GEOL 4417L Introduction to Soils and Critical Zone Processes Lab: 1 semester hour.

Assignments to apply GEOL 4417. PREREQ: CHEM 1112 and CHEM 1112L or permission of instructor. COREQ: GEOL 4417. F

GEOL 4420 Principles of Geochemistry: 3 semester hours.

Chemistry of the earth; discussion of factors controlling abundance, distribution, and migration of chemical elements within the earth. PREREQ: GEOL 3313, CHEM 1112 and CHEM 1112L, or permission of instructor. S

GEOL 4421 Structural Geology: 4 semester hours.

Structure of the earth's crust. Investigation of behavior of materials; identification and interpretation of earth structures. PREREQ: MATH 1147 or both MATH 1143 and MATH 1144, and GEOL 4452. S

GEOL 4421L Structural Geology Laboratory: 0 semester hours.

Assignments to apply principles in GEOL 4421. S

GEOL 4422 Planetary Geology: 3 semester hours.

Formation of planetary bodies (planets, moons, asteroids and comets), internal and surficial processes, tectonics, and planetary exploration. PREREQ: GEOL 1100 or GEOL 1101 or permission of instructor. D

GEOL 4427 Information Technology for GIS: 3 semester hours.

Study of servers, networks, system administration, relational database design and management, spatial database engines, and serving maps on the internet. The course uses traditional lectures along with demonstrations, and hands-on exercises. PREREQ: GEOL 4403 and GEOL 4403L or instructor approval. S

GEOL 4428 Programming for GIS: 3 semester hours.

Course introduces students Visual Basic programming for GIS. Students will learn the fundamentals of object oriented programming, rapid application development, basic coding, help documentation, and compiling. Students will complete a project where they develop a GIS utility of their choice. PREREQ: GEOL 4403 and GEOL 4403L. F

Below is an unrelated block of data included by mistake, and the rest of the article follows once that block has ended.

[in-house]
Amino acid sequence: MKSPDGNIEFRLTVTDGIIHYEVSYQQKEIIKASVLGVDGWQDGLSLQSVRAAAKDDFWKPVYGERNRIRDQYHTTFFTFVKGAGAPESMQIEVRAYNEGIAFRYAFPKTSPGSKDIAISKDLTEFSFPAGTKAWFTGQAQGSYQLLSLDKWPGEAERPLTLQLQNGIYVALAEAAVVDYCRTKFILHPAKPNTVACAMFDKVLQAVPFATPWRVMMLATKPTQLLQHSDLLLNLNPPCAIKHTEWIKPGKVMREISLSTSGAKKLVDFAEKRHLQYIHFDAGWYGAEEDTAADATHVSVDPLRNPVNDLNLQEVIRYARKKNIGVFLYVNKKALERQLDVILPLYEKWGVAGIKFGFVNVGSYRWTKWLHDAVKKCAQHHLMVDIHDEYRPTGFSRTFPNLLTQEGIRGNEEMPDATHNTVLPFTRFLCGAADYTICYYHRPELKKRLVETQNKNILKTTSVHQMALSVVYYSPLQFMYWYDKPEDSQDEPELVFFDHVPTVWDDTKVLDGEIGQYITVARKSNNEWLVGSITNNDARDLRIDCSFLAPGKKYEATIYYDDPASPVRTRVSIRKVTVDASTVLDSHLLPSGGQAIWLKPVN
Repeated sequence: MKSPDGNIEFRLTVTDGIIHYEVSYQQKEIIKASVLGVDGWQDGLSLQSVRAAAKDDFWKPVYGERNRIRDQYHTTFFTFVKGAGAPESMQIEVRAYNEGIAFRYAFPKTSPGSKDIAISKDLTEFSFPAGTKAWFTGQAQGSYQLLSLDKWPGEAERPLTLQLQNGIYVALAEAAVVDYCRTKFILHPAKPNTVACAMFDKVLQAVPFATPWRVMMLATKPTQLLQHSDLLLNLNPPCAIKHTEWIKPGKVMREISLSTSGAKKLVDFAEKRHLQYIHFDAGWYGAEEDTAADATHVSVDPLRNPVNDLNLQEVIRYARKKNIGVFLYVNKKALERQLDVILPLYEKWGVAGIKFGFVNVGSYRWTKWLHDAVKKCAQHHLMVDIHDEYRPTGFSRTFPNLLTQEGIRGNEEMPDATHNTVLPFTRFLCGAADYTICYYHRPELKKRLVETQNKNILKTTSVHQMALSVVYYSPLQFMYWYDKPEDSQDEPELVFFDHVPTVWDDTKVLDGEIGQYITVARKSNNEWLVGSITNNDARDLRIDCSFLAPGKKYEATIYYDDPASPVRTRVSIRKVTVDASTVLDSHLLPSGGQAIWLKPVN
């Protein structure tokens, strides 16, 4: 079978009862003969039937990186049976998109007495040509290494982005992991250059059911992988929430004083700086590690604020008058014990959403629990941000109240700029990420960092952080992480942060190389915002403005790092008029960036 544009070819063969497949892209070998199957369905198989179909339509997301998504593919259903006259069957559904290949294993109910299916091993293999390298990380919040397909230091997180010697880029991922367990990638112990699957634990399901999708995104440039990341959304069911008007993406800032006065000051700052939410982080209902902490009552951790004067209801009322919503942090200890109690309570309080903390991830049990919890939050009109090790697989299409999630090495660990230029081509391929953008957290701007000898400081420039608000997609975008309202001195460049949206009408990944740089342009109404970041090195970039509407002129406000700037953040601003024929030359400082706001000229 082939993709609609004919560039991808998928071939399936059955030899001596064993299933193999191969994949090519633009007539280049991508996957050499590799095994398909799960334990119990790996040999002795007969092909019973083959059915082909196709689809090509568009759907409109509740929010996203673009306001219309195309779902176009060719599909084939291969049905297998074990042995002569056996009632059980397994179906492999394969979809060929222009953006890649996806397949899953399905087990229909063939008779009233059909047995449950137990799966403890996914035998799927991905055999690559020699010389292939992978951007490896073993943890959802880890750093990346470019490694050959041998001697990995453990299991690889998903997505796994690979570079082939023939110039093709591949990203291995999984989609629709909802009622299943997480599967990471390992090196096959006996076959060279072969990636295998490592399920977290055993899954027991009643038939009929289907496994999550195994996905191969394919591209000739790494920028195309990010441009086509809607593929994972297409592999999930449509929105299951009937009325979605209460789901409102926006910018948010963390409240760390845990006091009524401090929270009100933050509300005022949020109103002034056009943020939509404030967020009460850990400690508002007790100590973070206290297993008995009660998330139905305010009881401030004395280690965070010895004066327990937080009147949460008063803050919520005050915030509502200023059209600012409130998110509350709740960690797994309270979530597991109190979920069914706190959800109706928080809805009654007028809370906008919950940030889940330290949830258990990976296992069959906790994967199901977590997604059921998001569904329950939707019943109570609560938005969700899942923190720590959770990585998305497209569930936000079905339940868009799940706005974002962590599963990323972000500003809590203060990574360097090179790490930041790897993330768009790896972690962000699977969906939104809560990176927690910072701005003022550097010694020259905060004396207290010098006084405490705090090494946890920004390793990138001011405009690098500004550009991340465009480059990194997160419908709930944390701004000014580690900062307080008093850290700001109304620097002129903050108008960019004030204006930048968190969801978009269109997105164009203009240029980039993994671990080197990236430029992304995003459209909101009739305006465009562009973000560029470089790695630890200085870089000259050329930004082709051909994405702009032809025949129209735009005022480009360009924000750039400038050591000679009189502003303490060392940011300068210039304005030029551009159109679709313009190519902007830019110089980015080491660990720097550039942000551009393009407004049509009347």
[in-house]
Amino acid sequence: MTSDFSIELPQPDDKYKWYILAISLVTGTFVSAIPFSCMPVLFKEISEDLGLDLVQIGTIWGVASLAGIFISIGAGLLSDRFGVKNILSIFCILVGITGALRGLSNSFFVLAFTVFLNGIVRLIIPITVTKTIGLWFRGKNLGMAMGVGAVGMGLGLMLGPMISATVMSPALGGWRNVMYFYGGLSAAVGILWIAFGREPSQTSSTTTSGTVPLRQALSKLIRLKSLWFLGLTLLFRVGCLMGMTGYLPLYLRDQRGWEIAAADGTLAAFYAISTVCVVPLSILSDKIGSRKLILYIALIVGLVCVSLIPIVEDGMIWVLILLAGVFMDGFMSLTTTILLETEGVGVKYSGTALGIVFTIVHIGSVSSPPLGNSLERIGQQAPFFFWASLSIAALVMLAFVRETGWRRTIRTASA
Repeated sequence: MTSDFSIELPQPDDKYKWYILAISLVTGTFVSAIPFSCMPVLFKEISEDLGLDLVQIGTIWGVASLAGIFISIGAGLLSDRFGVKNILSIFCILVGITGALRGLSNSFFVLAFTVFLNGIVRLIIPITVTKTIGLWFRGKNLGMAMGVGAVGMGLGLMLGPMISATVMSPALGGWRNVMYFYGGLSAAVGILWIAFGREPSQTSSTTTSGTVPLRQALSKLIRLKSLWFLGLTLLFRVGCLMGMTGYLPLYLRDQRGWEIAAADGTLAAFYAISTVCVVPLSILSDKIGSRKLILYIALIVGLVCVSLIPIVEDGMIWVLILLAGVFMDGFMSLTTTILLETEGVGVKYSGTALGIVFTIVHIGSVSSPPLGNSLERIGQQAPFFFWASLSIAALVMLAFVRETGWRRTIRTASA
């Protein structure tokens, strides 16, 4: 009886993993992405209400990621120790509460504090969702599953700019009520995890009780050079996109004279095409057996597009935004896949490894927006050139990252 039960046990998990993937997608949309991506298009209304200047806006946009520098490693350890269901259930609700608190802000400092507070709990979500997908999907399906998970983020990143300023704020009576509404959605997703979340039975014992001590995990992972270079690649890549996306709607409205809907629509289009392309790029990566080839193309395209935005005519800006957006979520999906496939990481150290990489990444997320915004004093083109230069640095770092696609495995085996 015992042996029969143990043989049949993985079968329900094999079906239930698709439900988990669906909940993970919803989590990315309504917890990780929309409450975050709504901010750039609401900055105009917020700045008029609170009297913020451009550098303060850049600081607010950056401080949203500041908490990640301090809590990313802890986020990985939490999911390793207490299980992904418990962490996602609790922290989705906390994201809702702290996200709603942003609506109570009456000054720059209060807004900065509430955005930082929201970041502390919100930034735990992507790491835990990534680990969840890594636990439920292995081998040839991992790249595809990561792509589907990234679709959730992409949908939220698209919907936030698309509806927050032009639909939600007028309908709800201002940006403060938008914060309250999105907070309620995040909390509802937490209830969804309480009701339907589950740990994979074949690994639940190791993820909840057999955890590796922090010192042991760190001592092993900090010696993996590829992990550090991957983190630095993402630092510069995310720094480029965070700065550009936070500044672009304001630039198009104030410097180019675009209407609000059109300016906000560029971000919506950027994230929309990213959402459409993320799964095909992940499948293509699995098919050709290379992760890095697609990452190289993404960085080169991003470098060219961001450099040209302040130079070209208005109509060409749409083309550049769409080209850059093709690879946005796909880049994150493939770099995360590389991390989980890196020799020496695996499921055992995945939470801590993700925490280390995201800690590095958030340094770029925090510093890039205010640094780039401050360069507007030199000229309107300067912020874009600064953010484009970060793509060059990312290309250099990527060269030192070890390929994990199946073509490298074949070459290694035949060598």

GEOL 4430 Principles of Hydrogeology: 3 semester hours.

Surface and groundwater occurrence, movement and recovery, water quality and pollution, well construction principles, and computer modeling. PREREQ: MATH 1147 or both MATH 1143 and MATH 1144; and GEOL 1100 or GEOL 1101 or permission of instructor. F

GEOL 4431 Geobiology and the History of Life: 4 semester hours.

Principles of biology and geology applied to the study of fossil invertebrates. Consideration is given to morphology, classification, evolution, paleoecology, and the stratigraphic significance of fossils. PREREQ: Permission of instructor; GEOL 2202 recommended. COREQ: GEOL 4431L. F

GEOL 4431L Invertebrate Paleontology Lab: 0 semester hours.

Assignments to apply principles from GEOL 4431. COREQ: GEOL 4431. F

GEOL 4435 Vertebrate Paleontology: 4 semester hours.

Phylogenetic history of the vertebrates outlined in the light of morphology, classification, evolution, paleoecology, and the significance of fossils. Field trips. Equivalent to BIOL 4435. PREREQ: GEOL 4431, or BIOL 3304 and BIOL 3304L, or equivalent. F

GEOL 4439 Principles of Taphonomy: 3 semester hours.

Effects of processes which modify organisms between death and the time the usually fossilized remains are studied. Emphasis on vertebrates. Equivalent to ANTH 4439 and BIOL 4439. PREREQ: Permission of instructor. AS

GEOL 4440 Ore Deposits: 3 semester hours.

Nature, mode of occurrence, origin of ores with each type related to a given rock association and as the product of a particular environment. PREREQ: One of: GEOL 3314, GEOL 4452 (recommended), or GEOL 4421. AF

GEOL 4450 Field Geology: 6 semester hours.

Five-week summer field camp, applying standard geologic field instruments and geologic concepts to a series of field problems. PREREQ: GEOL 3314 (recommended) or GEOL 4420; GEOL 4421 and GEOL 4452. Su